Thursday, December 28, 2017


Brat; crime drama, Russia, 1997; D; Aleksei Balabanov, S: Sergei Bodrov Jr., Viktor Sukhorukov, Svetlana Pismichenko, Mariya Zhukova, Yuri Kuznetsov

After being demilitarized, Danila (20) is lost and does not know what to do with his life. His mother sends him to Saint Petersburg to find work at his brother, Viktor. There, Danila befriends Hoffman, a homeless German man; Kat, a drug addict; and Sveta, whom he wants to protect from her violent husband. Viktor, who turns out to be a hitman working for the mafia, passes on an assignment to Danila who shoots a man at a market, but gets wounded. Danila gets another assignment, to shoot a man together with two mobsters, but they find another man in an apartment and are thus forced to wait for hours. When their target returns, the two thugs kill him, but Danilo kills them. He buys a gun and shoots the main mafia boss who took Viktor hostage. Sveta abandons him for her husband, so Danila leaves for Moscow.

As it is often the case with the largest hits from foreign countries, many of them are relatively unknown or unpopular outside of their homeland. Such is the case with "Brother", that unexpectedly emerged as one of the highest grossing films in Russia, yet it had little appeal to international viewers who had little understanding for it outside that country. While it was interesting for the Russian audiences to watch a movie tackle the taboo topic of the St. Petersburg mafia, the sole movie is disappointingly conventional and ordinary, assembled like a random set of episodes and events that never align into some purposeful whole. It simply lacks highlights, getting stuck into typical social drama cliches of a young lad who becomes an accomplished criminal / assassin for the underground. All the episodes involving supporting characters (Kat, Sveta, Hoffman) lead nowhere, whereas the dialogues are boring. The viewers expected some twist to this crime story seen a hundred times, yet no twist ever showed up. The only memorable sequence is when Danila and two mobsters are sent to shoot a man, but find another person in the apartment. When Stepan, a radio director, knocks on the door by accident, he is also sent into the apartment and kept there, as the mobsters wait for their target to finally appear, but Danila remarkably promises that Stepan will not be harmed. When the "target" finally shows up in the apartment and is killed, the thugs want to kill Stepan, as well, but Danila intervenes and instead kills the two mobsters. He then has a drink with Stepan and simply let's him go, keeping his word, which is probably the biggest surprise in the entire film, yet also serves as an example of how pale all the rest of sequences are, in this solid, but forgettable patchwork.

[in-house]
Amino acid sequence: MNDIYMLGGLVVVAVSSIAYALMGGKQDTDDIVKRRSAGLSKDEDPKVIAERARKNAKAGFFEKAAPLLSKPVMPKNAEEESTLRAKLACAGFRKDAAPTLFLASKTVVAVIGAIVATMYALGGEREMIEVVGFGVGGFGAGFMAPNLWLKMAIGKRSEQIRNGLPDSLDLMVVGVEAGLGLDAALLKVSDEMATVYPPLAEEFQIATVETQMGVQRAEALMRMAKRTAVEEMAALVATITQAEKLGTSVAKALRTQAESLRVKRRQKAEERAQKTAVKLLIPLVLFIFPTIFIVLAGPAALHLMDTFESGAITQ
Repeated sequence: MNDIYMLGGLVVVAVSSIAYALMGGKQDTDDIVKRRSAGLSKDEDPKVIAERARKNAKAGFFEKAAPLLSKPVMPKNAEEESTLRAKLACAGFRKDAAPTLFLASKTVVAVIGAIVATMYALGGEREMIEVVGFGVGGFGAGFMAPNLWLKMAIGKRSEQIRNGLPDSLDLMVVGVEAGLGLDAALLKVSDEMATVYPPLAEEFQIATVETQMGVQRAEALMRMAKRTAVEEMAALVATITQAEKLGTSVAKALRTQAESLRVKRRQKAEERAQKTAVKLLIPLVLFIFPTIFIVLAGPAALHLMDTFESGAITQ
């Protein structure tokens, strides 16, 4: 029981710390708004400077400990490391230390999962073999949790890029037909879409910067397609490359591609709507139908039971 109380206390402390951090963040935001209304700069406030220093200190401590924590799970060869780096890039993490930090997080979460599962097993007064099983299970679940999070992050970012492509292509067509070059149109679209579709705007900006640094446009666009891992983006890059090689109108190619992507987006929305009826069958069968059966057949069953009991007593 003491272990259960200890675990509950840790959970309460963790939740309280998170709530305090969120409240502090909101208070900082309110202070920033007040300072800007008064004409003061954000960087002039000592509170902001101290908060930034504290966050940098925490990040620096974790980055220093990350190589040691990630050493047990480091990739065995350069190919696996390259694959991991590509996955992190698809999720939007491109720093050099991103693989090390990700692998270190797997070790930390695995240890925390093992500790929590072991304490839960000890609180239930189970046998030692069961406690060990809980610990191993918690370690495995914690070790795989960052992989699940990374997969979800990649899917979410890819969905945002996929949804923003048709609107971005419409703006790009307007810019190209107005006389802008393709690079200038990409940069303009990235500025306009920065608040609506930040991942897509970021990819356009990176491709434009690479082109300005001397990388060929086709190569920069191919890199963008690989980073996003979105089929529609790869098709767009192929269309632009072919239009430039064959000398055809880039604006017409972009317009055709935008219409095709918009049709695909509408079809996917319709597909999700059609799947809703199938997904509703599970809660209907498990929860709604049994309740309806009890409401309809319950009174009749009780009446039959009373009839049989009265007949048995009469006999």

No comments: